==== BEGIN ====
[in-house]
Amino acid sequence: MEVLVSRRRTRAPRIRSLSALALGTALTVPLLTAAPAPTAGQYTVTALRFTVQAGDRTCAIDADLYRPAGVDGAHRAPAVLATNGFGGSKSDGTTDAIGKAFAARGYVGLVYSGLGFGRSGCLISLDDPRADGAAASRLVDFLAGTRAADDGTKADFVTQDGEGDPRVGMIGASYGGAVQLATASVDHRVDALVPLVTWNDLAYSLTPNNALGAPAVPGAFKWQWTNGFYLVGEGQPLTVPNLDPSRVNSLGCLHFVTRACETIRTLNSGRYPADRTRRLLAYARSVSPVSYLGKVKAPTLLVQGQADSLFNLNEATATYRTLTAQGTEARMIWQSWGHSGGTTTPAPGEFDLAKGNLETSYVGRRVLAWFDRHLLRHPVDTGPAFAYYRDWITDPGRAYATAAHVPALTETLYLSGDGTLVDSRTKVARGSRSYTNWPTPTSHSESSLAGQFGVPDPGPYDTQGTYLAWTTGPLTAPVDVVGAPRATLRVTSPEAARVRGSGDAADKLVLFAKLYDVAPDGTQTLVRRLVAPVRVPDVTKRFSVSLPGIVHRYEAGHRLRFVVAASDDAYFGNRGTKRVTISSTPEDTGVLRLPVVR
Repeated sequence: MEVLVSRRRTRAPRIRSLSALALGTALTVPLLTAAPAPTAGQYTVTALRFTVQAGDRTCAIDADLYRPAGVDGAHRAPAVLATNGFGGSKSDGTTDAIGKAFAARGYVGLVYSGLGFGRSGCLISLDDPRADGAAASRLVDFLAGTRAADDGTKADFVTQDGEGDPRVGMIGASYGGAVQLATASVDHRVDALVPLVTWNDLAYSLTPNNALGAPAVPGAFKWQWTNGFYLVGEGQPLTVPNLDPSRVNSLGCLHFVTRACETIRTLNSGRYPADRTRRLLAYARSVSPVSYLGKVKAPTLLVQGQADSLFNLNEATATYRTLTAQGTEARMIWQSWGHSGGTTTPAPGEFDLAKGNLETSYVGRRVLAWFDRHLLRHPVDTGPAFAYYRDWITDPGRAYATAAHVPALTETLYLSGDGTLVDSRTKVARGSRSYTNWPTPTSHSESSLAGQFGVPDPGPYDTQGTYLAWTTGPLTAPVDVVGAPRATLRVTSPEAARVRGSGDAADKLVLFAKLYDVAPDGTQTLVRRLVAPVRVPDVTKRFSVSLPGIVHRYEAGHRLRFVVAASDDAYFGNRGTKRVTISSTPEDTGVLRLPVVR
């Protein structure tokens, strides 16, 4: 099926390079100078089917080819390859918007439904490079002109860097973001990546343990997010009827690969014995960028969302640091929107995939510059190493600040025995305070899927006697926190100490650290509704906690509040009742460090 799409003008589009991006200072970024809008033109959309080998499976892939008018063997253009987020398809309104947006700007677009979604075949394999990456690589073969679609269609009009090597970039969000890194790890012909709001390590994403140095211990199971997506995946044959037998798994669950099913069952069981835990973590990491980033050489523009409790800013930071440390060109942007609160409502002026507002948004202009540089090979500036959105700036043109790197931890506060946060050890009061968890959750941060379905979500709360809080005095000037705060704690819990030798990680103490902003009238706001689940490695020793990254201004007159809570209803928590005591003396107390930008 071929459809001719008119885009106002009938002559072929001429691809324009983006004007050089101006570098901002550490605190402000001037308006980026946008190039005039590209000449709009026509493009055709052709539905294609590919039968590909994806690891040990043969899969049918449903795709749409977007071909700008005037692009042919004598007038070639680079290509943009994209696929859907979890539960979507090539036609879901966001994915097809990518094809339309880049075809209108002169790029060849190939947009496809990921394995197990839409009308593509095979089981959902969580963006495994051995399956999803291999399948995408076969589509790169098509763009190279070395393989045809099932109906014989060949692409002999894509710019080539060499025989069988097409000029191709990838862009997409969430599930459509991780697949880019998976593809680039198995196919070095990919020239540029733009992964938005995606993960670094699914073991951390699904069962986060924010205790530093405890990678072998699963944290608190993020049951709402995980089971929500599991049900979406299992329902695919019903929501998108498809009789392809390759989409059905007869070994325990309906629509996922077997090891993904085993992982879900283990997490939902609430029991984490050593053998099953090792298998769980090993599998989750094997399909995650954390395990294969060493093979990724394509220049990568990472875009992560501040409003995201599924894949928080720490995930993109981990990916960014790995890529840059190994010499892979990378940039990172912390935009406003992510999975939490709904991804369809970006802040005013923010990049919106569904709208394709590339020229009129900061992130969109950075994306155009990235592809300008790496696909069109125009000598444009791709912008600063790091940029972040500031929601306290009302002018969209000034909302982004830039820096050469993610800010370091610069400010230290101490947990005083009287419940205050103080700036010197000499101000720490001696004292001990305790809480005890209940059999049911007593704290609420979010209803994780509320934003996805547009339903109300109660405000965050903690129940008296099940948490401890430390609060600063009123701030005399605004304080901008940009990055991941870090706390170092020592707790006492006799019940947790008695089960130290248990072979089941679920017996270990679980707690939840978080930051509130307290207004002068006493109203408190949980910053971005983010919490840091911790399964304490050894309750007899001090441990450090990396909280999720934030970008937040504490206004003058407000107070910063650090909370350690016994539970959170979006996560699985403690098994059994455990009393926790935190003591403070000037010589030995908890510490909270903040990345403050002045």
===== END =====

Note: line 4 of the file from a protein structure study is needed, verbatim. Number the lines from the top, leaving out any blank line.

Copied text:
């Protein structure tokens, strides 16, 4: 099926390079100078089917080819390859918007439904490079002109860097973001990546343990997010009827690969014995960028969302640091929107995939510059190493600040025995305070899927006697926190100490650290509704906690509040009742460090 799409003008589009991006200072970024809008033109959309080998499976892939008018063997253009987020398809309104947006700007677009979604075949394999990456690589073969679609269609009009090597970039969000890194790890012909709001390590994403140095211990199971997506995946044959037998798994669950099913069952069981835990973590990491980033050489523009409790800013930071440390060109942007609160409502002026507002948004202009540089090979500036959105700036043109790197931890506060946060050890009061968890959750941060379905979500709360809080005095000037705060704690819990030798990680103490902003009238706001689940490695020793990254201004007159809570209803928590005591003396107390930008 071929459809001719008119885009106002009938002559072929001429691809324009983006004007050089101006570098901002550490605190402000001037308006980026946008190039005039590209000449709009026509493009055709052709539905294609590919039968590909994806690891040990043969899969049918449903795709749409977007071909700008005037692009042919004598007038070639680079290509943009994209696929859907979890539960979507090539036609879901966001994915097809990518094809339309880049075809209108002169790029060849190939947009496809990921394995197990839409009308593509095979089981959902969580963006495994051995399956999803291999399948995408076969589509790169098509763009190279070395393989045809099932109906014989060949692409002999894509710019080539060499025989069988097409000029191709990838862009997409969430599930459509991780697949880019998976593809680039198995196919070095990919020239540029733009992964938005995606993960670094699914073991951390699904069962986060924010205790530093405890990678072998699963944290608190993020049951709402995980089971929500599991049900979406299992329902695919019903929501998108498809009789392809390759989409059905007869070994325990309906629509996922077997090891993904085993992982879900283990997490939902609430029991984490050593053998099953090792298998769980090993599998989750094997399909995650954390395990294969060493093979990724394509220049990568990472875009992560501040409003995201599924894949928080720490995930993109981990990916960014790995890529840059190994010499892979990378940039990172912390935009406003992510999975939490709904991804369809970006802040005013923010990049919106569904709208394709590339020229009129900061992130969109950075994306155009990235592809300008790496696909069109125009000598444009791709912008600063790091940029972040500031929601306290009302002018969209000034909302982004830039820096050469993610800010370091610069400010230290101490947990005083009287419940205050103080700036010197000499101000720490001696004292001990305790809480005890209940059999049911007593704290609420979010209803994780509320934003996805547009339903109300109660405000965050903690129940008296099940948490401890430390609060600063009123701030005399605004304080901008940009990055991941870090706390170092020592707790006492006799019940947790008695089960130290248990072979089941679920017996270990679980707690939840978080930051509130307290207004002068006493109203408190949980910053971005983010919490840091911790399964304490050894309750007899001090441990450090990396909280999720934030970008937040504490206004003058407000107070910063650090909370350690016994539970959170979006996560699985403690098994059994455990009393926790935190003591403070000037010589030995908890510490909270903040990345403050002045």